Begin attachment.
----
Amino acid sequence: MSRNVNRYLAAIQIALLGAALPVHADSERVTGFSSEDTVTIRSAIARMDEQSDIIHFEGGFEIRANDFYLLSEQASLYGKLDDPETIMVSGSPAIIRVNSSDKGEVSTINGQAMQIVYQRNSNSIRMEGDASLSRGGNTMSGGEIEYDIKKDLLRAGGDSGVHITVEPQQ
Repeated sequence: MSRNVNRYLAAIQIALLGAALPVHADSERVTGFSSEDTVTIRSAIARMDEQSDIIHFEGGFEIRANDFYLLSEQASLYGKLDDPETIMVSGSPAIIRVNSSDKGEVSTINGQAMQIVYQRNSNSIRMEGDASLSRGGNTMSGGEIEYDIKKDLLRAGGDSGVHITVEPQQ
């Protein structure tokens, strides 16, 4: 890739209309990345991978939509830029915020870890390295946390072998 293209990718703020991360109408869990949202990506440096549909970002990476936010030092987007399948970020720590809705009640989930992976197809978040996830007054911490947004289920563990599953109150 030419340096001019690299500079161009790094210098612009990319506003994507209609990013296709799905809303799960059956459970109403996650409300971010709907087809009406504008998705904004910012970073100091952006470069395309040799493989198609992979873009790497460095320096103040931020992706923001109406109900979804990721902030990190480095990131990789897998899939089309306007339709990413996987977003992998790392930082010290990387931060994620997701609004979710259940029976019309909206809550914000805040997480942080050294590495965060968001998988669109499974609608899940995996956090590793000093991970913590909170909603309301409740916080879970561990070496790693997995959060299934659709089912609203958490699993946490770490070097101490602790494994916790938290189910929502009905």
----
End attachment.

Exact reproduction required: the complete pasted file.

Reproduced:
Amino acid sequence: MSRNVNRYLAAIQIALLGAALPVHADSERVTGFSSEDTVTIRSAIARMDEQSDIIHFEGGFEIRANDFYLLSEQASLYGKLDDPETIMVSGSPAIIRVNSSDKGEVSTINGQAMQIVYQRNSNSIRMEGDASLSRGGNTMSGGEIEYDIKKDLLRAGGDSGVHITVEPQQ
Repeated sequence: MSRNVNRYLAAIQIALLGAALPVHADSERVTGFSSEDTVTIRSAIARMDEQSDIIHFEGGFEIRANDFYLLSEQASLYGKLDDPETIMVSGSPAIIRVNSSDKGEVSTINGQAMQIVYQRNSNSIRMEGDASLSRGGNTMSGGEIEYDIKKDLLRAGGDSGVHITVEPQQ
């Protein structure tokens, strides 16, 4: 890739209309990345991978939509830029915020870890390295946390072998 293209990718703020991360109408869990949202990506440096549909970002990476936010030092987007399948970020720590809705009640989930992976197809978040996830007054911490947004289920563990599953109150 030419340096001019690299500079161009790094210098612009990319506003994507209609990013296709799905809303799960059956459970109403996650409300971010709907087809009406504008998705904004910012970073100091952006470069395309040799493989198609992979873009790497460095320096103040931020992706923001109406109900979804990721902030990190480095990131990789897998899939089309306007339709990413996987977003992998790392930082010290990387931060994620997701609004979710259940029976019309909206809550914000805040997480942080050294590495965060968001998988669109499974609608899940995996956090590793000093991970913590909170909603309301409740916080879970561990070496790693997995959060299934659709089912609203958490699993946490770490070097101490602790494994916790938290189910929502009905």